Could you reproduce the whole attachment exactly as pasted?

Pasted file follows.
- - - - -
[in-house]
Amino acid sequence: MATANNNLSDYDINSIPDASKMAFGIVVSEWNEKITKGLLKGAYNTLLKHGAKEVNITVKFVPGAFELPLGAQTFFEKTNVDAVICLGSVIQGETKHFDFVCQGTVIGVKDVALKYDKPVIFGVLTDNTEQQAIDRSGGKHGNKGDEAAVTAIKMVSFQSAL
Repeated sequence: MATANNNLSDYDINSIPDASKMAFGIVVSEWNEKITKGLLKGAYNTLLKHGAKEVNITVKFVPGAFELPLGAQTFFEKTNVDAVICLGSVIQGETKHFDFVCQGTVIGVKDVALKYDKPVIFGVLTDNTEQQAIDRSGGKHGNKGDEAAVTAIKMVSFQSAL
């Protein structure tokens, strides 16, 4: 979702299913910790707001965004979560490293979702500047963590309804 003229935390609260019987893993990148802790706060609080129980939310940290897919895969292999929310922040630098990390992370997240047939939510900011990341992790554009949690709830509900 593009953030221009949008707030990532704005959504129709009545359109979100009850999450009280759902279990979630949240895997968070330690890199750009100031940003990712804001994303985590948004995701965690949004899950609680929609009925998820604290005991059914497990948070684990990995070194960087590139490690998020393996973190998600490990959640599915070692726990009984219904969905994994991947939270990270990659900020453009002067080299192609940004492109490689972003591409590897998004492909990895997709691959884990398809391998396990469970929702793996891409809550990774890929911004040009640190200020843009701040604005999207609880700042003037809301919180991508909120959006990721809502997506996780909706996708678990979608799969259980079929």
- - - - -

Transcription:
[in-house]
Amino acid sequence: MATANNNLSDYDINSIPDASKMAFGIVVSEWNEKITKGLLKGAYNTLLKHGAKEVNITVKFVPGAFELPLGAQTFFEKTNVDAVICLGSVIQGETKHFDFVCQGTVIGVKDVALKYDKPVIFGVLTDNTEQQAIDRSGGKHGNKGDEAAVTAIKMVSFQSAL
Repeated sequence: MATANNNLSDYDINSIPDASKMAFGIVVSEWNEKITKGLLKGAYNTLLKHGAKEVNITVKFVPGAFELPLGAQTFFEKTNVDAVICLGSVIQGETKHFDFVCQGTVIGVKDVALKYDKPVIFGVLTDNTEQQAIDRSGGKHGNKGDEAAVTAIKMVSFQSAL
């Protein structure tokens, strides 16, 4: 979702299913910790707001965004979560490293979702500047963590309804 003229935390609260019987893993990148802790706060609080129980939310940290897919895969292999929310922040630098990390992370997240047939939510900011990341992790554009949690709830509900 593009953030221009949008707030990532704005959504129709009545359109979100009850999450009280759902279990979630949240895997968070330690890199750009100031940003990712804001994303985590948004995701965690949004899950609680929609009925998820604290005991059914497990948070684990990995070194960087590139490690998020393996973190998600490990959640599915070692726990009984219904969905994994991947939270990270990659900020453009002067080299192609940004492109490689972003591409590897998004492909990895997709691959884990398809391998396990469970929702793996891409809550990774890929911004040009640190200020843009701040604005999207609880700042003037809301919180991508909120959006990721809502997506996780909706996708678990979608799969259980079929």